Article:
Seismic Shifts in the Software Industry

I listened in today on NetSuite’s hosted Enterprise 2.0 and the Software Industry webinar featuring SandHill.com’s M.R. Rangaswami. I was amazed by some of the statistics in the presentation, but remember, I’m new to some of this stuff by five years. For instance, M.R. said Sandhill had done some research and is reporting that 90% of all software firms are now using offshoring for some element of their development. I also was surprised to hear that 80% of a CIO’s IT budget is already committed to maintenance before the year even begins… the point being a mere 20% is left for innovation. He also said Sandhill had counted over 500 Web 2.0 companies, but was quick to point out that, “None of these companies know how to make money.”

NetSuite, a SaaS app, and whose product looked very impressive, btw, said the webinar would be available on their site.

This issue about the IT budget is one where I’m not sure everyone is on the same Enterprise 2.0 page. A few days ago I was pestering poor, old Gary Fernandes (who is really neither) about this point. Gary used to trot out this slide back in the old days while I was covering EDS. It showed how, on average, the IT budget was a mere 10% of the operating budget of most corporations. As Gary was EDS’ Chairman of A.T. Kearney, and the BPO market was just beginning in those days, he was always interested in how EDS could get its hands on the other 90%. Enterprise 2.0 is Gary’s dream come true. The big opportunity here for tech companies is not with the IT budget gestapo, it’s selling directly to the lines of business that can produce real returns on small investments.

I tried to make this point to Vinnie Mirchandani today, who knows better. I know there will be a lot of push back on this issue. And, I’m a lover, not a fighter, but hey– it is a revolution whether you’re the revolutionary type or not.

Enterprise 2.0 and TCO?

I’ve decided to start tracking what I consider to be “Enterprise 2.0” companies. In pursuit of that, I was perusing JackBe‘s blogs and this post by Mike Wagner got my attention about Enterprise Mashups and TCO. The Enterprise 2.0 movement with its disintermediating affect is poised to seriously impact all discussions surrounding TCO, yes?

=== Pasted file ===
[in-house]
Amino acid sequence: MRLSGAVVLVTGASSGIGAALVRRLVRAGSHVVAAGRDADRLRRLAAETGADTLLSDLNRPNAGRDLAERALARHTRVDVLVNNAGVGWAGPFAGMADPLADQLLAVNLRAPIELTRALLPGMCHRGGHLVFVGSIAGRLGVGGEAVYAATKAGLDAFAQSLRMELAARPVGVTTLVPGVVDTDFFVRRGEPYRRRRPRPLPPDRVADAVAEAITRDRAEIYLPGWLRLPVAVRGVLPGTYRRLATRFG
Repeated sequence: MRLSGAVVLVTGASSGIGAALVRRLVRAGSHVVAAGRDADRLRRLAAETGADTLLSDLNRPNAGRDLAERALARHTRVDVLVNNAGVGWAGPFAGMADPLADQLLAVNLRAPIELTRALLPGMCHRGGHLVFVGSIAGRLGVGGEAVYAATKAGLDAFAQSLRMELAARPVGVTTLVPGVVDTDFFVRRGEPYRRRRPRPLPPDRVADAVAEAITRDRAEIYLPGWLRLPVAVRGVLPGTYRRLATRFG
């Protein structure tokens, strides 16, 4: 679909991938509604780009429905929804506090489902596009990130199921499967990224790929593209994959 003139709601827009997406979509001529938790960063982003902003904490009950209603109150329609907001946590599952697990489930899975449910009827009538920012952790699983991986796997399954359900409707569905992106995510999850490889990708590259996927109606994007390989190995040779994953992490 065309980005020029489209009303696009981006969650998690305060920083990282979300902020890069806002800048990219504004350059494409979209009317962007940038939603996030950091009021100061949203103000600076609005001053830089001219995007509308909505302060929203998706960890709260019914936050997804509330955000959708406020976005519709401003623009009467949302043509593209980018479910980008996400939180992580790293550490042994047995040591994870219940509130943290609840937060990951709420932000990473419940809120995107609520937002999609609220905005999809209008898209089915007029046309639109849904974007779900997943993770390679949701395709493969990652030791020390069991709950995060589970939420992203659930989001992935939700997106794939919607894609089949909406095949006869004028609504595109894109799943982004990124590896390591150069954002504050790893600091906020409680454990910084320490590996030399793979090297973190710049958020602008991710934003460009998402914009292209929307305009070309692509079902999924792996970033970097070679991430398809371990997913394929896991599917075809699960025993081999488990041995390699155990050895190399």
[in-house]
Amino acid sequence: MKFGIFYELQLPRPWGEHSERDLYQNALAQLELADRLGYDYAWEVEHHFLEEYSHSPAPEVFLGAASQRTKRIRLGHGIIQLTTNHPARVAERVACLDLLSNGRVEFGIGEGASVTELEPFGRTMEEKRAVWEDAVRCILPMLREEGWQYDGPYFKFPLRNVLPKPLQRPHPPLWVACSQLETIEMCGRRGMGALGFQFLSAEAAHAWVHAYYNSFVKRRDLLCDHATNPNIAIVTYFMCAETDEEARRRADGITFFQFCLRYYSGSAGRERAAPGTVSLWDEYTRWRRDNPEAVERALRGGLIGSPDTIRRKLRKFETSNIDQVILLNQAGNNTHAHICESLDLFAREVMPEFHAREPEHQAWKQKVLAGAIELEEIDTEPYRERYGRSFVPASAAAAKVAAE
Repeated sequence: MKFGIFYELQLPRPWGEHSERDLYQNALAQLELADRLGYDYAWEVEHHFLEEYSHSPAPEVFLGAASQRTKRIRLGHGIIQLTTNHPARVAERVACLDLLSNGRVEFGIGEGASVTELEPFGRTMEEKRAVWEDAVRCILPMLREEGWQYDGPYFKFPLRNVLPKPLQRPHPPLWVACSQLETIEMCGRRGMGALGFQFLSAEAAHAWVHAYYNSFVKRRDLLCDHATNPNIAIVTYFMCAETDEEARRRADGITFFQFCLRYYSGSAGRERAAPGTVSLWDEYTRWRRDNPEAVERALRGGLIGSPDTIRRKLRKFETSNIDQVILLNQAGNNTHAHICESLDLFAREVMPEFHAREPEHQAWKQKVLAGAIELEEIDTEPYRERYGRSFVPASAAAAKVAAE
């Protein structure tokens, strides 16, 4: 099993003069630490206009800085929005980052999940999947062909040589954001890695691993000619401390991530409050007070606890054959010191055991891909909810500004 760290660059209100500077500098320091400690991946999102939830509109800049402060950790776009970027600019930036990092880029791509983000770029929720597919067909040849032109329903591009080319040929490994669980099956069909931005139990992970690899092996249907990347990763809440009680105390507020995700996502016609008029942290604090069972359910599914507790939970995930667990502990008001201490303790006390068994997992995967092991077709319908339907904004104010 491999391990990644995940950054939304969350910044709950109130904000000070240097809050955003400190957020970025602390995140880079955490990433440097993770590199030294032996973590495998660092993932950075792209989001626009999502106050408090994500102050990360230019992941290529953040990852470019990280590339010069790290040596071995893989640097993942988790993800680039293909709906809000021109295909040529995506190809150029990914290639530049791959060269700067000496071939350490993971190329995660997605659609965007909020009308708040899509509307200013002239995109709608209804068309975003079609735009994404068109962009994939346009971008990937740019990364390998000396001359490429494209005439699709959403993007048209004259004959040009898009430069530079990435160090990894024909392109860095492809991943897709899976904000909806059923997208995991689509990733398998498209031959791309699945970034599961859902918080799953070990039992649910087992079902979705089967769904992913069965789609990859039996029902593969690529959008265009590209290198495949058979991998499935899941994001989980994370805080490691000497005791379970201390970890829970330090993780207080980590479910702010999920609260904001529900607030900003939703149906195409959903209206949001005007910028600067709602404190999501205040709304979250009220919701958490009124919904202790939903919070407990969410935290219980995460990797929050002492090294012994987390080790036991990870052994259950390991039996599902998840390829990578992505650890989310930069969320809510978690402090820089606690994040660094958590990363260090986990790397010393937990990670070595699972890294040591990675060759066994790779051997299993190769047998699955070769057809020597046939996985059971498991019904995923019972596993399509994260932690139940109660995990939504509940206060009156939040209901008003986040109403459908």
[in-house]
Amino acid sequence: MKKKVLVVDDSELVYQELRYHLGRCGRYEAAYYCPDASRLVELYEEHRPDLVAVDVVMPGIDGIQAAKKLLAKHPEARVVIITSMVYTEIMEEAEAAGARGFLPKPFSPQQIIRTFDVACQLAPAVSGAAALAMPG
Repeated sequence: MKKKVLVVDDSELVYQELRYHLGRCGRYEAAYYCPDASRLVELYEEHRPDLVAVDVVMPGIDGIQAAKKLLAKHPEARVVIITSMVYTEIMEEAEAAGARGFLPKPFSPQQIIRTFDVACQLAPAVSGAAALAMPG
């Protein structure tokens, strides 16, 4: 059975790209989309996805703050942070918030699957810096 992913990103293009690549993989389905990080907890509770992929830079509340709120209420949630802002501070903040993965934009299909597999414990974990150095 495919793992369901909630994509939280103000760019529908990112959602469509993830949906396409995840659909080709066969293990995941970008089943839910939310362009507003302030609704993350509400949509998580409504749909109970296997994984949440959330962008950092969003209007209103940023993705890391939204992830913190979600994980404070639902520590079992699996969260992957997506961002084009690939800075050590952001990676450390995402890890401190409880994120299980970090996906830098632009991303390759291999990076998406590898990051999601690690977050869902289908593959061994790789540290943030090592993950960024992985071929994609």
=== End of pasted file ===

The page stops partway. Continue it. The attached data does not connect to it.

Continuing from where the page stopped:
I’m getting together with Dan Gisolfi from IBM’s Emerging Internet Technology group in the next 10 days. Gisolfi ‘s group, led by Rod Smith, is fully engaged in the business of mashup-making. They’re pulling together data from intranets and local data for clients using their IBM mashup maker technology. He gave me an example using Home Depot’s finance department and provisioning the finance department with widgets, dashboards and mashboards… By his own admission, he sees a lot of what’s going on as new and that his group is a little ahead of the curve– they’re still having conversations internally with IBM, let alone getting to all IBM’s installed base. I’m looking forward to this meeting. I’m going to ask him about the TCO question too.

Interesting web 2.0/enterprise 2.0 trivia tidbit: Did you know Sam Ruby– one of the innovators of ATOM– is part of IBM’s emerging technology group? Not many people think of IBM as a leader in the new new Internet, but maybe they should?

Check out Dan’s blog. And these articles by Heather DalleTezze, Cal Evans, and Martin LaMonica are excellent resources explaining IBM’s Mashup Maker technology announcement last month.

If you are an Enterprise 2.0 firm, please email me. ([email protected])

SaaS-a-fras

All right, admittedly this is a stretch. I actually picked up a physical dictionary today (who doesn’t use dictionary.com?) to see what I could do with SaaS. This is the best I came up with. Thanks to Wikipedia (who doesn’t love Web 2.0?), I discovered that the oil of the Sassafras tree is a key ingredient in the street drug MDMA or “ecstasy.” Now maybe the heat wave here on the East coast has me a little high, but as I have finished the reporting on the SaaS story for GITS and continue to investigate the Enterprise web 2.0 market… I think I might predict a rave party coming on in the knowledge-worker universe.

If what I’m hearing is true, and it’s THAT easy to create these “long tail” micro situational apps, we are headed for a serious reshuffling in the balance of power, once again, in the tech business.

The Long Tail of a Short Tale